This is another recipe of the clever Italian mammas of the past. It’s called falsomagro or farsumagru a term referring to stuffed lean meat.
The stuffing was not meant to create fancy food. It was a way to stretch portions to feed the family using inexpensive ingredients such as inferior cut meats, bread, a little fat, a bit of cheese. My grandma, a young widow in postwar Sicily, fed her six children like kings by stuffing everything with bread.
Despite its modest background, the falsomagro is a splendid dish. It’s tasty in a very Southern, garlicky, herby, Italian way. It’s a great dish for a party as it can be prepared in advance and served at room temperature. And because of its inner surprises, it’s also somewhat healthy as the portion of red meat is relatively small.
- 1 kg (2 lb) beef
- 30 gr ( 1 oz) guanciale (subst. with pancetta or spicy salami), thinly sliced
- 6 tablespoon seasoned bread crumbs
- 250 gr ( 1/2 lb) mild cheese like caciotta (subst. with young provolone) sliced
- 2 organic hard-boiled eggs
- 1 tablespoon pine nuts
- 1/2 tablespoon raisins
- 2 medium onions quartered
- dry white wine, extra virgin olive oil, salt and black pepper
- special equipment: kitchen string and parchment paper or two oven bags
For this recipe I ask my butcher 2 large slices of beef, approx. 25 x 25 x 1 cm ( 10 x 10 x 1/2 inch). Honestly, I have no idea which cut he gives me as he always disappears in the back of the shop to prepare it. I do trust him blindly as he is the best butcher in town.
Each slice makes one roll which is more than enough for 4 people. For about the same effort, I always make 2 rolls and I freeze any leftover for another meal.
Before stuffing, place the meat on a cutting board and beat it flat with a meat pounder or other heavy object of your liking.
Arrange the slices of guanciale over the slices, sprinkle with bread crumbs, pine nuts and raisins, then top with the cheese, eggs and a twist or two of black pepper. Now roll it. Beginning with the side nearest you, roll up the slice, gently pressing on the filling and making sure it does not slip out from ends. Tie the roll crosswise with string at 1.5 cm (3/4-inch) intervals, then tie one time lengthwise.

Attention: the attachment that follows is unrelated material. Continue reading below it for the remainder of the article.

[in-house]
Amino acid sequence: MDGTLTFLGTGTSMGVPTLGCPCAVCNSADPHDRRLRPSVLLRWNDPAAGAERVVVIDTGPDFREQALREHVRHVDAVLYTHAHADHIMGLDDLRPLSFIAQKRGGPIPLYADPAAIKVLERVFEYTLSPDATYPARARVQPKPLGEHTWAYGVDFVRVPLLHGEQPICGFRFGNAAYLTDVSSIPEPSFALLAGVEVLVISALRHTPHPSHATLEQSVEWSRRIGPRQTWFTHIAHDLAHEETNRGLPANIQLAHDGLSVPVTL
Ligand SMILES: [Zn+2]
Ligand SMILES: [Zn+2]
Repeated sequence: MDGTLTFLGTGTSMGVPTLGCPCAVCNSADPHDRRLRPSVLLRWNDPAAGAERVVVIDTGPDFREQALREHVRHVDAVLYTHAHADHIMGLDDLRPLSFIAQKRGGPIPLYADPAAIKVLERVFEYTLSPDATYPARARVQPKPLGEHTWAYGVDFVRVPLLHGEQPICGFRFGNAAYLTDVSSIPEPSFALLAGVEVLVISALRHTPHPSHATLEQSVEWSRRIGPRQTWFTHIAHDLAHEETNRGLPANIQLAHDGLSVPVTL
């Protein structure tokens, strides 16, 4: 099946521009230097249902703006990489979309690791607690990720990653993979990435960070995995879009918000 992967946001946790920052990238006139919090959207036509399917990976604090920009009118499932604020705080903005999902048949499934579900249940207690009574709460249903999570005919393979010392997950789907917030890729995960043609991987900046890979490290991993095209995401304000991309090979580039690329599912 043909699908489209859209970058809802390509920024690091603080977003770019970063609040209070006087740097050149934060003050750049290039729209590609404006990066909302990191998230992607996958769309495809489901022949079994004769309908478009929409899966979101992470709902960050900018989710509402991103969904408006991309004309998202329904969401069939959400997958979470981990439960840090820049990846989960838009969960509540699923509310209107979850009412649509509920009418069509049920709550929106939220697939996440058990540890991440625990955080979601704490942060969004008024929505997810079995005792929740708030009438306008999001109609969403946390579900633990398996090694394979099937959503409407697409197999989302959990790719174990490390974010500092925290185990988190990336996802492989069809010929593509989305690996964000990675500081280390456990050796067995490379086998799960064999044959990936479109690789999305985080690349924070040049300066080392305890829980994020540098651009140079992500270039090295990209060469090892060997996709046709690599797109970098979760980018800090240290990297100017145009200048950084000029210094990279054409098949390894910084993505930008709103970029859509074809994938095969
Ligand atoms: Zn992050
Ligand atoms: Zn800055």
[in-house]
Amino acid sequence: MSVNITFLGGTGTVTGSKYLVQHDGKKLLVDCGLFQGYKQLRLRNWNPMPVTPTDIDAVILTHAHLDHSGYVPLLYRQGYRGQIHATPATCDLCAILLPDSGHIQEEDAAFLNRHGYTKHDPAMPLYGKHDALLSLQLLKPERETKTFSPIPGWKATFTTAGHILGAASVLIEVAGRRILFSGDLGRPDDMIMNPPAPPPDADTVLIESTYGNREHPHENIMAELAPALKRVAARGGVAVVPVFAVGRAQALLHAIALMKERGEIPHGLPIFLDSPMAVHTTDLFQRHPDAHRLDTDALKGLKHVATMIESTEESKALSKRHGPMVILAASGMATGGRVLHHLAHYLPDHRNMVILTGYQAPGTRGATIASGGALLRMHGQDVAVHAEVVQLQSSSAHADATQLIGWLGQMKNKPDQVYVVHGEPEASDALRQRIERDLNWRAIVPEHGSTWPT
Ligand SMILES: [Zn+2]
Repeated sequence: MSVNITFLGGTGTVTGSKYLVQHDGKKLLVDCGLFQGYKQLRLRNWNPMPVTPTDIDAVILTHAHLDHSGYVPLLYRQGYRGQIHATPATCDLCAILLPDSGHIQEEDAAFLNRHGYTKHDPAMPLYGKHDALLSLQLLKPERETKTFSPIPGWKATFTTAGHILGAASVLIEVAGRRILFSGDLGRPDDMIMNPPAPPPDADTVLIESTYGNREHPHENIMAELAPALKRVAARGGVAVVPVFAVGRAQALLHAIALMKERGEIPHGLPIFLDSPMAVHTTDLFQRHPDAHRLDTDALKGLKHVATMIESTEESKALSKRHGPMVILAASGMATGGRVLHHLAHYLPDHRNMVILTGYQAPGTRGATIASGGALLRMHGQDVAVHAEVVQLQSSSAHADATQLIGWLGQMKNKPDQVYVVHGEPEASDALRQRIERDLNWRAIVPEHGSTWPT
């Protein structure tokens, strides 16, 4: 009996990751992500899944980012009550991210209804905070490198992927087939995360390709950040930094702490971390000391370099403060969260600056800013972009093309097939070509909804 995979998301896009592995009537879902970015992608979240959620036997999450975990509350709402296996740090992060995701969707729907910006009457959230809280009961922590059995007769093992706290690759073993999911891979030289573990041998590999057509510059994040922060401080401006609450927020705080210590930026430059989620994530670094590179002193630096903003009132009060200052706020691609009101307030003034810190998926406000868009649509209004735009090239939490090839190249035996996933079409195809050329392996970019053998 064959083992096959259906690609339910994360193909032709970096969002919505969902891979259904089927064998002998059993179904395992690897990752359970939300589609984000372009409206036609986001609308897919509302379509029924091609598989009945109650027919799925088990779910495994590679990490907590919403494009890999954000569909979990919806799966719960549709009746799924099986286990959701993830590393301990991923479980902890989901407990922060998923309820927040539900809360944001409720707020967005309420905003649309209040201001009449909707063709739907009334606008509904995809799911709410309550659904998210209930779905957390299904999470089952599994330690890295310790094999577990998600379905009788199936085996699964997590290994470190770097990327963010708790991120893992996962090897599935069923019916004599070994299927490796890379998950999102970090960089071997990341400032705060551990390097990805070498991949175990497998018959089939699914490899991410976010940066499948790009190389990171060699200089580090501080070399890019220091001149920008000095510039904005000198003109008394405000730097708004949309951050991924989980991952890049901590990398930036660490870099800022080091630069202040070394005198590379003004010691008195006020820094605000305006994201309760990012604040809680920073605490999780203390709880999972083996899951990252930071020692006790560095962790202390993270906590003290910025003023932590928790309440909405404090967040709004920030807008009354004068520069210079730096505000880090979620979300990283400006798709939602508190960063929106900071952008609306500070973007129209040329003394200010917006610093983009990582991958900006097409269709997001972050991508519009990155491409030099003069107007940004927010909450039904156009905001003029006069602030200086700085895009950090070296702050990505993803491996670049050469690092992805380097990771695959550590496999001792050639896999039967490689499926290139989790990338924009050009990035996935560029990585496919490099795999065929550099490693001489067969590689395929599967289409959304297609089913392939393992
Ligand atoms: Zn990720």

Preheat oven at 220 °C/430 °F.
Heat a cast iron casserole pan over medium-high heat and when hot add 2 tablespoons olive oil. Add the meat and brown it evenly, turning every few minutes. This step will take about 5-10 minutes, depending on the size of the rolls. I prefer to brown one roll at the time, but it’s up to you. Keep the pan covered to avoid messing up your cooktop!
Using thongs or thick plastic gloves transfer each rolls on a sheet of parchment paper or inside an oven bag. Season rolls with salt and pepper, arrange a quartered onion along each roll, sprinkle with one tablespoon white wine then seal the paper parcel or oven bag and transfer in an oven tin.
Roast for 30 min turning once. Remove from the oven. The parcels will have puffed up with steam. Cover with a lid and let them rest 20 more minutes while indirect heat will cook the meat some more but keep it moist. This will also stabilize the rolls. Note that if you slice them when they are still hot, they will fall apart.
When cool enough to handle, cut the parcels open and pour the cooking juices and onion in the casserole which you have used to brown the rolls. Reduce over hight heat until creamy and liquidize with a blender. Pour onto a serving plate. Slice rolls and arrange on top of the sauce on the serving plate. Cover with foil until ready to eat or briefly rewarm in the microwave.